So when the Army decided it was going to build a gigantic, casino-like building for 6,400 employees in Alexandria, five miles from the nearest Metro station, it was decided they needed to come up with a Transportation Plan. So they did. And then they built the casino. But that Plan...

The new BRAC building overlooking I-395 in Alexandria. If there’s an emergency, the Army says the security force can handle things until the actual ambulance or fire trucks arrive. (Tom Jackman/The Washington Post)

I’ve seen that put a little less politely.

Examples, you say? How about this: “Traffic counts were conducted around national holidays and while schools were not in session.”

Seriously? “Hey, this 395 traffic isn’t so bad after all.”

“Uh boss, it’s Thanksgiving morning.”

“Yeah, but we’re flying through here.”

The Army’s response to this slight criticism? “Non-concur,” they wrote. “The process and procedures used to develop the Army’s Transportation Plan...were consistent with industry standards.” They just don’t say which industry.

The hilarity continues. If by hilarity we mean traffic and parking gridlock and pedestrian and bicycling non-planning.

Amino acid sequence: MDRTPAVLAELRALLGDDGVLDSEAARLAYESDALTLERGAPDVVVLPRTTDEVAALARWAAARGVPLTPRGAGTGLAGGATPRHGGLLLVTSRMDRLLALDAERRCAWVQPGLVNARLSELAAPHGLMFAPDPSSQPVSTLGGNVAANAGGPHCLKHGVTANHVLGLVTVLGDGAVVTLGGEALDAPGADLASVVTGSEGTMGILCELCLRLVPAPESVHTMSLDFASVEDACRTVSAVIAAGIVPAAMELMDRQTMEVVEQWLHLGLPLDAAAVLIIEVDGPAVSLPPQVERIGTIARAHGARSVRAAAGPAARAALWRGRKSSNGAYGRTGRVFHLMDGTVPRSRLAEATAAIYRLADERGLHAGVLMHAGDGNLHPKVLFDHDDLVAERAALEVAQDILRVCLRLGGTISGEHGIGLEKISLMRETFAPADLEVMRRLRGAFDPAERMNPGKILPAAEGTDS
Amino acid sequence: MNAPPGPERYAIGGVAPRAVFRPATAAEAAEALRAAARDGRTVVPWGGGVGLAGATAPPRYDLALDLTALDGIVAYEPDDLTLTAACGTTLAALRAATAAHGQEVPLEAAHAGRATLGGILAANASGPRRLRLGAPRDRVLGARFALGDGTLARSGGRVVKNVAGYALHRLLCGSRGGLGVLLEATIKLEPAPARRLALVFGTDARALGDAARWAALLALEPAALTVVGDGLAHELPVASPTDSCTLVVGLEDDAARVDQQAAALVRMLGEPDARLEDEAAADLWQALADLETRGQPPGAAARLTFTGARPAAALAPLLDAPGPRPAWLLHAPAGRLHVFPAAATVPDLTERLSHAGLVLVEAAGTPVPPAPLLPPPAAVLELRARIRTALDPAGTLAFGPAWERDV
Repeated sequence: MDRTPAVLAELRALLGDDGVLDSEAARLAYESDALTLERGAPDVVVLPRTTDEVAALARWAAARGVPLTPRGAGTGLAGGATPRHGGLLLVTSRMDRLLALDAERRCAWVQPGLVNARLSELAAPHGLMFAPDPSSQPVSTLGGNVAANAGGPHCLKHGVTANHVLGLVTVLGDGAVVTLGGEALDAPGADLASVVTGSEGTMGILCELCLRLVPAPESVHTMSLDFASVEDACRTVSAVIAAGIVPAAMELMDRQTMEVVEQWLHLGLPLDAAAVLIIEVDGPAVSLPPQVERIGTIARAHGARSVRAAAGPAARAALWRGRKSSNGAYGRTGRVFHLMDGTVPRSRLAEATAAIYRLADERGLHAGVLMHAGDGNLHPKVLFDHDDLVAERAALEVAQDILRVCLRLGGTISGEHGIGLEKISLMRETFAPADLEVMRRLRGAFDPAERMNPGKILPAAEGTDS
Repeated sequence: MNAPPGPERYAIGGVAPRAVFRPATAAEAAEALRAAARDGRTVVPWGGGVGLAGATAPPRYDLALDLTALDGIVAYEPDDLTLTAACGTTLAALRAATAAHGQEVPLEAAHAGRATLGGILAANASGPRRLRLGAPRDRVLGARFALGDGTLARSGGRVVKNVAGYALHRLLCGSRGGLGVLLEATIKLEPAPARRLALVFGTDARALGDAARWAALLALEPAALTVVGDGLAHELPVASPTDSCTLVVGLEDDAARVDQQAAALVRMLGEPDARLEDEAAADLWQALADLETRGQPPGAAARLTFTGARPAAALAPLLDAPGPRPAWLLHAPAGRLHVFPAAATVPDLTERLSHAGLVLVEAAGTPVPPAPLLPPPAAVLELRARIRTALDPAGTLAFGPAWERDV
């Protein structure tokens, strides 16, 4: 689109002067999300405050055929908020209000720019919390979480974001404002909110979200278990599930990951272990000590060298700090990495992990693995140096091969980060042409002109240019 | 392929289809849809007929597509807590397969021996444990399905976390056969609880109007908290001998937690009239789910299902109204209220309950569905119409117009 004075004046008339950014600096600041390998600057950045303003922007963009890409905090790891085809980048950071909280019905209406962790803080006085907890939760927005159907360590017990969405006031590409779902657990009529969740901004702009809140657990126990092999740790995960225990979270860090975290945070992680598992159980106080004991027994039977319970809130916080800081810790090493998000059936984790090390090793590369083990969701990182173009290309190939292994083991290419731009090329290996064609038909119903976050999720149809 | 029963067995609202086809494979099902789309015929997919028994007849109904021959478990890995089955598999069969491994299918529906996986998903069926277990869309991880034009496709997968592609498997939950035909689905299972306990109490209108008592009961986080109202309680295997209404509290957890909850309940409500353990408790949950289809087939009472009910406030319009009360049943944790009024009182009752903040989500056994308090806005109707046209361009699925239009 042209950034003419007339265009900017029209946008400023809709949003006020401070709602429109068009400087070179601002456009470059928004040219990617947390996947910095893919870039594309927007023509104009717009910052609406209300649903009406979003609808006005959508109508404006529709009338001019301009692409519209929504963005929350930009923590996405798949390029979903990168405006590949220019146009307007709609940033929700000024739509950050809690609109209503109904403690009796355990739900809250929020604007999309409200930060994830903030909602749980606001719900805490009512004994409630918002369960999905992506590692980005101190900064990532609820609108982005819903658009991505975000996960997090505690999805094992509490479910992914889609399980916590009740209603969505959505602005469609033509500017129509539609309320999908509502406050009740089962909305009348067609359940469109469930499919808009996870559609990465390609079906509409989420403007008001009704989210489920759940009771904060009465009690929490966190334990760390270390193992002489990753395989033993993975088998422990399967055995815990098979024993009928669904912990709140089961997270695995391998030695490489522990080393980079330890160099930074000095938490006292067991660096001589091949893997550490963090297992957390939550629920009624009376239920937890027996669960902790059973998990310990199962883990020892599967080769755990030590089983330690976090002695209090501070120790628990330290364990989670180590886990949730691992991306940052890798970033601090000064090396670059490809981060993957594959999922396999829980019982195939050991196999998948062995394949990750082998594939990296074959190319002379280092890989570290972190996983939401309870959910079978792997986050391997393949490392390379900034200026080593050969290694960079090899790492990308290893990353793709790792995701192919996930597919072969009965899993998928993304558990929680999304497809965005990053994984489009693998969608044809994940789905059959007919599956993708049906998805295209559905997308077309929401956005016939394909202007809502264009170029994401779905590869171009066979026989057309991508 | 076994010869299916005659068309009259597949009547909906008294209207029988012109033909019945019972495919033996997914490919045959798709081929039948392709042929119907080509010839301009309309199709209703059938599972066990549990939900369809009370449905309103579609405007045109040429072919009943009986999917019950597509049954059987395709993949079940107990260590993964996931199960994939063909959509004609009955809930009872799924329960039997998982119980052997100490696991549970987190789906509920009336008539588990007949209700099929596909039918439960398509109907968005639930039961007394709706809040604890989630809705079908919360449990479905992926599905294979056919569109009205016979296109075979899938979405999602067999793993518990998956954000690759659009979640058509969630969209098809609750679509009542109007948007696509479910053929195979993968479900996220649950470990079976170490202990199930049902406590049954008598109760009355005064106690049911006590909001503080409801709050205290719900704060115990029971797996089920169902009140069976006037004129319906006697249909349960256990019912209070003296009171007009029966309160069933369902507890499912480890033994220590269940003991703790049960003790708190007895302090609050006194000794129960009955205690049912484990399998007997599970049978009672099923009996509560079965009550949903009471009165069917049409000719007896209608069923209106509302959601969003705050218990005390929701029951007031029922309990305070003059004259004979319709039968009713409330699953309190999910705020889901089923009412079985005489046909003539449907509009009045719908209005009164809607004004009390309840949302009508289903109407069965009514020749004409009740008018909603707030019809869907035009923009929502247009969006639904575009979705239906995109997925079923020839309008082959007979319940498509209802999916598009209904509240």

The consultant, Strategy and Management Services of Springfield, found that The Plan “fails to adequately address expected congestion on I-395, local arterial roadways and roadways within the site,” which “could result in gridlock.” The Plan “fails to provide a sufficient amount of parking spaces” and used traffic data from 2008.

The Army’s response? “Non-concur.” As with many of its responses, it noted that Alexandria “had approved the proposed zoning and development,” though elsewhere in the analysis, Alexandria “reported litle or no involvement in the preparation or review of” The Plan.

Other key points of the analysis: Alexandria worked with the Army to devise a shuttle bus system from Metro stations, but “The Transportation Plan does not provide an assessment of cost or programming of funds for the shuttle-bus program beyond FY 2012.” That’s soon.

A well-connected, continuous sidewalk system for pedestrian safety and access is not there, and “there is no safe and direct bicycle route serving the site,” which will be a problem for the predicted two percent of BRAC employees predicted to bike to work.

And then there’s this: Heavily congested roads will make it much more difficult for emergency response, such as fire trucks, ambulances or police cars, to make it to the Mark Center in a hurry, the IG’s report states, “impacting life safety.” Nothing big, just lives.

The Army responded (after “non-concur”) that Alexandria has been developing emergency incident planning and that the “Pentagon Force Protection Agency personnel located on site are trained to handle emergencies at the BRAC 133 site until other Emergency Personnel arrive at the scene.”

When a fire breaks out on the fifth floor of the BRAC building, or someone has a heart attack, I’m betting the fine men and women of the Pentagon Force Protection Agency are still going to need some urgent help. And the way it looks, that help will be stuck in traffic.